The Red Dot is even more ingenious but this time the reader will find himself facing a tougher challenge. In fact in this case the clues that lead Jones to the solution are all clearly laid out. The outrageousness of the plot is an absolute delight. It starts with a young chemist whose dogs have been poisoned but not with any of the more commonly encountered poisons. Other dogs have met similar fates elsewhere in the country. Dogs aren’t the only animals involved - moths also lay a part in the story. Much suffering might have been averted but for the weather.

Open Trail isn’t particularly challenging as a mystery but there is high adventure that takes Jones to the wilds of Baja California. Gold mines can be lucrative but there’s even more money in water, in the right circumstances. Quite an entertaining tale.

In The Mercy Sign a young scientific assistant disappears. A cardboard box with the label Mercy is the chief clue that helps Jones avert a diplomatic incident. This is a classic example of the sort of outrageous plotting that was popular in detective stories of this era and it’s great fun.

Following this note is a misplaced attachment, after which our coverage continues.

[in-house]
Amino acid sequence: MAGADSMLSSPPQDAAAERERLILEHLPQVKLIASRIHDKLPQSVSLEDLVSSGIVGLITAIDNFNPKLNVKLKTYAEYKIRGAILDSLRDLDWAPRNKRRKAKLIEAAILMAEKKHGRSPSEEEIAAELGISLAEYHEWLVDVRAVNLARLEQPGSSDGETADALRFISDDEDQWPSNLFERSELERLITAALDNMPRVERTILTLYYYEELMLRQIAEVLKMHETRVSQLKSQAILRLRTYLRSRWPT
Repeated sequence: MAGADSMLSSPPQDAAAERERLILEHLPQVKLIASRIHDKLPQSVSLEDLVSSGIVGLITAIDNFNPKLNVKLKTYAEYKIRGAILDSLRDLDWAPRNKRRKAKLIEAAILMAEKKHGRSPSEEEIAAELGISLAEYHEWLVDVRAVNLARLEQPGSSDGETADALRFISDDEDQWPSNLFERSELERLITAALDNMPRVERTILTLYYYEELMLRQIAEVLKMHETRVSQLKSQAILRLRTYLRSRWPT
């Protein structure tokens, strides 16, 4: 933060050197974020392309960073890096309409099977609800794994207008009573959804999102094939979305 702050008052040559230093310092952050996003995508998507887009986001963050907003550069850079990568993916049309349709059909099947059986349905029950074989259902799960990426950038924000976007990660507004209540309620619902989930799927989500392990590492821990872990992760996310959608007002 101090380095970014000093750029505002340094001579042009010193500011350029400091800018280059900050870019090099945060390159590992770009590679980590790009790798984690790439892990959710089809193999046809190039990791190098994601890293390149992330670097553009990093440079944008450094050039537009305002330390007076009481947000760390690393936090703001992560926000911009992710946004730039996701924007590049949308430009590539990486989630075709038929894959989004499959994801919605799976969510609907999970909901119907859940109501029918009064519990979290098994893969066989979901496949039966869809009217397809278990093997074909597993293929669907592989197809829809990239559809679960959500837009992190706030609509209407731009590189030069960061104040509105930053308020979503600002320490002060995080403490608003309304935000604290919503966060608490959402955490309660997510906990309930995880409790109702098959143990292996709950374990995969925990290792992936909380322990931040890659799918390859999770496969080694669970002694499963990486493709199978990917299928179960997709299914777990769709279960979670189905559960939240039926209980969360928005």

The Blue Fires of the story of the same name are stones. Not very precious stones but a couple’s happiness depends on them and they have been stolen. Bed knobs, torn curtains and milk vendors play key roles in this case. The solution is very far-fetched but it’s fun.

Pin-Pricks is a story of persecution. A man has no idea why anyone would want to persecute him, and in such a strange way, by means of coded messages using pin-pricks in old advertising material. Codes of some kind were a staple of pre-golden age detective fiction but Adams finds a new twist. In this story Average Jones discovers that it is possible to be a professional stamp eraser. A basic knowledge of fishing is also always useful to a detective.

Big Print tells the story of the celebrated Harwick Meteor, and the disappearance of a young boy. Objects falling from outer space might not seem to have an obvious connection  with vanishing 14-year-old boys but remember that Jones has that theory that detective work is all about seeing patterns in apparent coincidences. This is a charmingly over-the-top romp.